Ballard did not want this issue to only last for the two days protestors were occupying the space outside of the Curris Center, but she wanted to use this event to create long-term change. 

In creating change Ballard and Slack, along with other protestors, took the issue to the  Student Government Association meeting on Wednesday, Oct. 20. The protestors presented an open letter outlining possible solutions to give students precaution in a group with graphic imagery.

In the open letter protestors made three points that could help ease the negative effects of something like this happening in the future.

The points are as follows:

  • Create an alert system via email or text for whenever the free speech zone is occupied by a protest group and description of the content be displayed.
  • Set up more visual warnings for whenever there is graphic content on display in the free speech zone.
  • If there is graphic content on display, position on-site counsellors to help onlookers who may be overwhelmed with the content.

Ballard was happy to see how receptive those at SGA were to the concerns of the protestors.

“I am extremely grateful to SGA President Ian Puckett for addressing the incident as one of the first things on the docket,” Ballard said. “He opened it to discussion to the rest of the meeting, and being able to see that many people circled around the same ideas of changes and improvements that the University could do showed me that our central goal was a success.”

Along with the protesters, SGA President Ian Puckett denounced the graphic imagery used by the Center of Bioethical Reform.

“I believe the word I used on Wednesday was sickening. That’s all I can say about it,” Puckett said. “I understand what they’re trying to say, but I think the way that they did it was horrid by comparing abortion to genocide, it’s not accurate, and the argument is flawed.”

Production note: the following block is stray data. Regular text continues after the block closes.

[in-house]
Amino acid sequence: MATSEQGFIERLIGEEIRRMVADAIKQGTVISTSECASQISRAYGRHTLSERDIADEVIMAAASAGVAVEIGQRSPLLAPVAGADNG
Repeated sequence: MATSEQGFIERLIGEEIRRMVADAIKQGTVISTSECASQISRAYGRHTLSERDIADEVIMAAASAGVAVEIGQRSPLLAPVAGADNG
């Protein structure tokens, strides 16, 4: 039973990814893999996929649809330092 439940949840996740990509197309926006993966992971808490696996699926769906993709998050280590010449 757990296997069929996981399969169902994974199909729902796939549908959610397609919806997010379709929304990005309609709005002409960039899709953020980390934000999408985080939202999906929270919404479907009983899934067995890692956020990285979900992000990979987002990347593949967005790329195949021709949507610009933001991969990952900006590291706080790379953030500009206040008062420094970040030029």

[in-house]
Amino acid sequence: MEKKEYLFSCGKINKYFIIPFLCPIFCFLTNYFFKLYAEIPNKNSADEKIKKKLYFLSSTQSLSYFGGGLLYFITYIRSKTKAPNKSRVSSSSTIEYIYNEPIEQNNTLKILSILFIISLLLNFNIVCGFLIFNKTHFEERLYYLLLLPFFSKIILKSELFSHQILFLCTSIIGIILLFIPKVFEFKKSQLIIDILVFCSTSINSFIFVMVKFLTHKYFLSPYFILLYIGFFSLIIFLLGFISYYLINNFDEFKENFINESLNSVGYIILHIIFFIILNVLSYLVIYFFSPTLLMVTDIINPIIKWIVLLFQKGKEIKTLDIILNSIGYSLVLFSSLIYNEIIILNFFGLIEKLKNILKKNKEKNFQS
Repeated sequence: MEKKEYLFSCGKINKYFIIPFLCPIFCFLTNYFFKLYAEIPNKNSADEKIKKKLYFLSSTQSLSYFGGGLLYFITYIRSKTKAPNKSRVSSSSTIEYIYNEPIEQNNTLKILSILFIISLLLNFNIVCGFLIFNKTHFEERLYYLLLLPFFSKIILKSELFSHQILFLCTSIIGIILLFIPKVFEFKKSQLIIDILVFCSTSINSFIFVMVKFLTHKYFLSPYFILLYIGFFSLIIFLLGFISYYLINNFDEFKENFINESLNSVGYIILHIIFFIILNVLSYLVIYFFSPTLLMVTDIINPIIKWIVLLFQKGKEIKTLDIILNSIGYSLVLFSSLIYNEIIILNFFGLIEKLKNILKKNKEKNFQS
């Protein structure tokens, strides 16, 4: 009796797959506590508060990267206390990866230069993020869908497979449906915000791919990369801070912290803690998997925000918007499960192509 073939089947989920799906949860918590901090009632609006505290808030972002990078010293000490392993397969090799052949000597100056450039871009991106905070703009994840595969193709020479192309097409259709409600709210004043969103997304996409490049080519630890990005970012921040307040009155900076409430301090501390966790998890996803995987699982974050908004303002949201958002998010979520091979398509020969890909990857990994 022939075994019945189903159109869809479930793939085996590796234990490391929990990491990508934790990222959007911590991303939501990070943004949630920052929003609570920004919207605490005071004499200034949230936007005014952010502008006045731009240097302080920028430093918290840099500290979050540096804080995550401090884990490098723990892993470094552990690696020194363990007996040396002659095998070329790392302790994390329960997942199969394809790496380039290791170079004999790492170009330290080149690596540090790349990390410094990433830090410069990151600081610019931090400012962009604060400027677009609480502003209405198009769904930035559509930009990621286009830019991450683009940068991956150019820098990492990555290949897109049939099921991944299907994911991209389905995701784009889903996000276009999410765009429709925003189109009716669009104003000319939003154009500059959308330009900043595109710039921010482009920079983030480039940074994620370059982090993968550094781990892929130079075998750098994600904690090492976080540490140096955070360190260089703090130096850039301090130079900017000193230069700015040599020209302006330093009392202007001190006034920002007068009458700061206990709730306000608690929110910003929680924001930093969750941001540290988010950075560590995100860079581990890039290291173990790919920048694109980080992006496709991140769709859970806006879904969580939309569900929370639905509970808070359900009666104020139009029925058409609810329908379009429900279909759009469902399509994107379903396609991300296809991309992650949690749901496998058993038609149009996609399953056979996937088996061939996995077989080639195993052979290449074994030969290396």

Puckett said he saw the groups as just trying to shock and create attention. During the SGA meeting, Puckett offered more light on how these groups are able to occupy spaces on college campuses.

“These groups come to campus, they follow all proper protocols and procedures with the Student Affairs Office to come here,” Puckett said. “They do everything legally and of course and this comes from my law professor, Dr. Alkhatib, legality does not always equal morality.”

If the campus was to deny a group like this entry then that could possibly result in a lawsuit against the university.

Since there is not the possibility of denying them entry, the idea of moving the free speech zone was considered.

“We could move it elsewhere on campus, but anywhere we move it, it’s gonna have to be in a high traffic zone,” Puckett said. “No matter what you do, you’re going to have to have a free speech circle or free speech zone that sees a high number of students coming and their message can be heard.”

Puckett said another important factor is not giving protestors the reaction they want.

“The gasoline to their car is the anger of the student body, so if you just walk by and I know they may be offensive, I get that it hurts, but if you simply ignore them, they won’t feel like you’re winning, but you’re winning, because they’re going to make themselves look like fools,” Puckett said.

Puckett is thankful for the students who did organize the counter-protests and made their voices and presented solutions to SGA.

“I feel their [the protestors] concerns, and we’re looking into their ideas,” Puckett said. We’ll see what we can do, what we can’t do, and we’ll be honest about it the entire way through it.”